Australian Army Discussions and Updates

oldsig127

The Bunker Group
Verified Defense Pro
To partly address the high attrition portion of the article, should the ADF have its own version of the Boneyard?
Should vehicles and weapons being replaced (Auslav, M113 etc) not be sold but be sent to a boneyard and maintained enough to prevent deterioration?
To follow the U S example, somewhere in the desert. Outside of Alice Springs connected to the rail line might work.

I understand that some M113s have been held in storage, but I'm suggesting a more systematic approach.
Gets discussed here about every second week. With the same objections, that obsolescence of their parts and systems means that any item returned to service would need parts sourced from other boneyard residents, that suitable crews woud need holding in storage as well, and the corporate knowledge of how to fight/fly them will be decaying as old soldiers leave and new ones have no clue about old equipment

Great for the Yanks. Literally thousand of junkyard spares donors to repair fewer and fewer current assets where the knowledge base still exists). Not so great unless you have enough for both, and we know that just isn't so

oldsig
 

RubiconNZ

The Wanderer
2 Division stands up as Command
So what is being achieved here?
Anyone with analysis or a reference for the establishment of 2nd Div. as a command? What benefits will this bring?

My first impression upon reading this was a siloing off of the division off rather than having it as a integrated part of the previous command structure.

Does this signal any intent to have a divisional level deployment capability?
 

Redlands18

Well-Known Member
2 Division stands up as Command
So what is being achieved here?
Anyone with analysis or a reference for the establishment of 2nd Div. as a command? What benefits will this bring?

My first impression upon reading this was a siloing off of the division off rather than having it as a integrated part of the previous command structure.

Does this signal any intent to have a divisional level deployment capability?
2 Division was traditionally the Reserves, it would take the entire Australian Army including mobilised reserves to deploy even a small Motorised Division of 12,000.
 

oldsig127

The Bunker Group
Verified Defense Pro
2 Division stands up as Command
So what is being achieved here?
Anyone with analysis or a reference for the establishment of 2nd Div. as a command? What benefits will this bring?
Perhaps given that the public thinks that the ADF is primarily a Humanitarian Aid and Disaster Relief organisation it separates the entire structure to focus more strongly on HADR (2Div) and on Warfare. (1Div)?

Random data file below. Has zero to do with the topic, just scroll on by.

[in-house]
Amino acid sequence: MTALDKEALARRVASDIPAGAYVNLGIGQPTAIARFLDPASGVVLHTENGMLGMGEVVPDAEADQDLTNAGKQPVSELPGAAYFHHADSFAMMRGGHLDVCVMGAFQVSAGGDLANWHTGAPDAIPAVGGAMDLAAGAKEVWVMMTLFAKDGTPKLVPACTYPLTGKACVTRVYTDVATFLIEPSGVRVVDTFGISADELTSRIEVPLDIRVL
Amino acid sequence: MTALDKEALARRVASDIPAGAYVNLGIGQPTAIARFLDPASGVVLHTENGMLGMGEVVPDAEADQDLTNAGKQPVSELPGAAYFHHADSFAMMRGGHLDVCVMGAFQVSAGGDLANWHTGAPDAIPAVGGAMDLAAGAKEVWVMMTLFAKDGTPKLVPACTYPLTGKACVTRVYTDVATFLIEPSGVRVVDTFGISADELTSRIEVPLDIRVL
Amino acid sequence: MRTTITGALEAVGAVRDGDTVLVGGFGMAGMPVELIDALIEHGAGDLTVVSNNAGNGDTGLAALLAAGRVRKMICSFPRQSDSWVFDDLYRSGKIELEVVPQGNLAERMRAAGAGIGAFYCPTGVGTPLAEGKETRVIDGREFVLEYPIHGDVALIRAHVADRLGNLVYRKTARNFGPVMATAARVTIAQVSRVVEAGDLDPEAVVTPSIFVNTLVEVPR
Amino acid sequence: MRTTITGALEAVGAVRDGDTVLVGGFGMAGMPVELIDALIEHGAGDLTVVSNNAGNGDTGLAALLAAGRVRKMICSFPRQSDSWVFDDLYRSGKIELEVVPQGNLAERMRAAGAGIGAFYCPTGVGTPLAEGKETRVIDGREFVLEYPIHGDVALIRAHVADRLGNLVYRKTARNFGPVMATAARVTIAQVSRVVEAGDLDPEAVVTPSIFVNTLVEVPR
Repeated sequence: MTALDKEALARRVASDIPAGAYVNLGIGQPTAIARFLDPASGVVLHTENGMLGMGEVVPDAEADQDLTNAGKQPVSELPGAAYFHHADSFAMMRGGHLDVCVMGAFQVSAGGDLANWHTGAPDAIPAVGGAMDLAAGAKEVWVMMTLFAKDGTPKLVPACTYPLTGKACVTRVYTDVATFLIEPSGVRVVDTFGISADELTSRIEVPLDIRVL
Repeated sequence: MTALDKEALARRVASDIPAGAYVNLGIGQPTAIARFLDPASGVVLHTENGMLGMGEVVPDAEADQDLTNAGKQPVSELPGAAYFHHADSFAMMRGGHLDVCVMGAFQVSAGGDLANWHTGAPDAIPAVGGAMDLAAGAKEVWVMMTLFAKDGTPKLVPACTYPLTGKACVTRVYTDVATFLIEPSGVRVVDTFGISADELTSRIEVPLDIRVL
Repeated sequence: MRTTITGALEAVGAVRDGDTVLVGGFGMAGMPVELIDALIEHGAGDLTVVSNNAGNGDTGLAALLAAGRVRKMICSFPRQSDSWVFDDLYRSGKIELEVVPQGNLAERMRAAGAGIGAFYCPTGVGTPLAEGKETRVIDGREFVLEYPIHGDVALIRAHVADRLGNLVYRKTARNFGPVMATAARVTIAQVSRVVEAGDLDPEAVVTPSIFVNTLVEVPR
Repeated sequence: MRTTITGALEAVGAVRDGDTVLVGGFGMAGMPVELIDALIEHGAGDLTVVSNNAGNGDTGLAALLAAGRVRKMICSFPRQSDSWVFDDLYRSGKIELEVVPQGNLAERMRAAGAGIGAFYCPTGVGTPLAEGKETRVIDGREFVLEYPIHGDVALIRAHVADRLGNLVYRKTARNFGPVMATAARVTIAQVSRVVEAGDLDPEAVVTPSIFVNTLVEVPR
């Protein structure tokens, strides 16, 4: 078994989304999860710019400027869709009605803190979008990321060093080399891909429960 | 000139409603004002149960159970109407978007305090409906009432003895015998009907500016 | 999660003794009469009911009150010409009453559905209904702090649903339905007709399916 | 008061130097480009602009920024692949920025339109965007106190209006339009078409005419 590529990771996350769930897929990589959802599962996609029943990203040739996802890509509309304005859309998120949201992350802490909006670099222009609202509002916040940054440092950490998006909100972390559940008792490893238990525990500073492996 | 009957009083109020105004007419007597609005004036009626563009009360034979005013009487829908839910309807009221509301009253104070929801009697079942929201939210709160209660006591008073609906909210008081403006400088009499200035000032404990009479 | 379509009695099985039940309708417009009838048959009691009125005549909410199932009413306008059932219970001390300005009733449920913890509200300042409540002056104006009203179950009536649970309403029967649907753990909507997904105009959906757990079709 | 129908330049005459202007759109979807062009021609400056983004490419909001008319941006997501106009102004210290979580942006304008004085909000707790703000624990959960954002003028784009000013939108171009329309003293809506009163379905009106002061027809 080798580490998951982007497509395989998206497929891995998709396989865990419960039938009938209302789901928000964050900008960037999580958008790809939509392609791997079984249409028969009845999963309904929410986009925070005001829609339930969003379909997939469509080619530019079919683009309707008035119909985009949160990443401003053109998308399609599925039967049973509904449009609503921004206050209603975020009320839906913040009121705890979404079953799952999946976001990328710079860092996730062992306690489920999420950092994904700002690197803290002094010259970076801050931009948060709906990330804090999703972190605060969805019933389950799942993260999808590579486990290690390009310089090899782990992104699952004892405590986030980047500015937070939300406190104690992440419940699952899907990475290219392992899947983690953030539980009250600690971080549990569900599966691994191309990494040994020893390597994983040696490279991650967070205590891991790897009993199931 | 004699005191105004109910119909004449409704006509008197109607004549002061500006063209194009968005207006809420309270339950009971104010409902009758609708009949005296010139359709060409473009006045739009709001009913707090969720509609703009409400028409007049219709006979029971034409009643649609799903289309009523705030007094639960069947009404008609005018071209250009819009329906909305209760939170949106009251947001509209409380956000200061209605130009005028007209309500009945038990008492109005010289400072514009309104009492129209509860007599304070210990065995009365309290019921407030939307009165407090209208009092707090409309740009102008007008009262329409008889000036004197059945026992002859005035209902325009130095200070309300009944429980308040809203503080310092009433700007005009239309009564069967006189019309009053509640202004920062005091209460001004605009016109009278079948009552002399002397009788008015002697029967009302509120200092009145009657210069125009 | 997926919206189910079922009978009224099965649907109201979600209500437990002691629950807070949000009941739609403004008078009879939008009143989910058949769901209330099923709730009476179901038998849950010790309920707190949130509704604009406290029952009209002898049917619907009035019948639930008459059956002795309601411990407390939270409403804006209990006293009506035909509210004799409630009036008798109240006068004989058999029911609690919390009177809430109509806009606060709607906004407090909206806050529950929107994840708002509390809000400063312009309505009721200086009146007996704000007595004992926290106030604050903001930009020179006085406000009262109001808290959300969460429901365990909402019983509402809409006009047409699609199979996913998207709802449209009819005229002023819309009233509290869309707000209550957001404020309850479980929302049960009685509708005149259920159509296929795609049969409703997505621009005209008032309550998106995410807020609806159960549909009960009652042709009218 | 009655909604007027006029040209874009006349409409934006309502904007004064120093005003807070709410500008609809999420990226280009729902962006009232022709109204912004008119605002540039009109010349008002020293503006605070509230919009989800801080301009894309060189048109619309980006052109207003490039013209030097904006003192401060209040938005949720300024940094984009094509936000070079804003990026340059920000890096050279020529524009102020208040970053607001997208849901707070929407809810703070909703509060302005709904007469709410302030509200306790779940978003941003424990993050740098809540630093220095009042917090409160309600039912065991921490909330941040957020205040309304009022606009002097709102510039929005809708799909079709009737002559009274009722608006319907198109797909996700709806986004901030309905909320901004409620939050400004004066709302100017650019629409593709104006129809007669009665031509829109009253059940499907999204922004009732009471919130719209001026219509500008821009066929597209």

oldsig
 

Massive

Active Member
Perhaps given that the public thinks that the ADF is primarily a Humanitarian Aid and Disaster Relief organisation it separates the entire structure to focus more strongly on HADR (2Div) and on Warfare. (1Div)?
Such a waste of military training.

Surely if a HADR organisation is required then that is what should be stood up. An NES to go with the SES makes much more sense to me.

Regards,

Massive
 

oldsig127

The Bunker Group
Verified Defense Pro
Such a waste of military training.

Surely if a HADR organisation is required then that is what should be stood up. An NES to go with the SES makes much more sense to me.

Regards,

Massive
Surely you understand the term "realpolitic"

You do what is necessary, not necessarily what is best, or what you want.

oldsig
 

OldTex

Active Member
Perhaps given that the public thinks that the ADF is primarily a Humanitarian Aid and Disaster Relief organisation it separates the entire structure to focus more strongly on HADR (2Div) and on Warfare. (1Div)?

oldsig
In the United Service journal (RUSI of NSW) Volume 72 Number 4 of December 2021 MAJGEN David Thomae, AM had this to say regarding 2Div's role(s):
"The 2ndDivision’s focus in the immediate past has been to support the Army’s force generation cycle by the raising, training and sustaining a Reinforcing Battle Group to support the full-time Ready Brigade, thereby maintaining the Division’s foundation war-fighting skills at unit level for security operations. This has been an important role for the 2ndDivision and has allowed it to modernise and build capacity in conventional war-fighting skills alongside the Army’s combat brigades."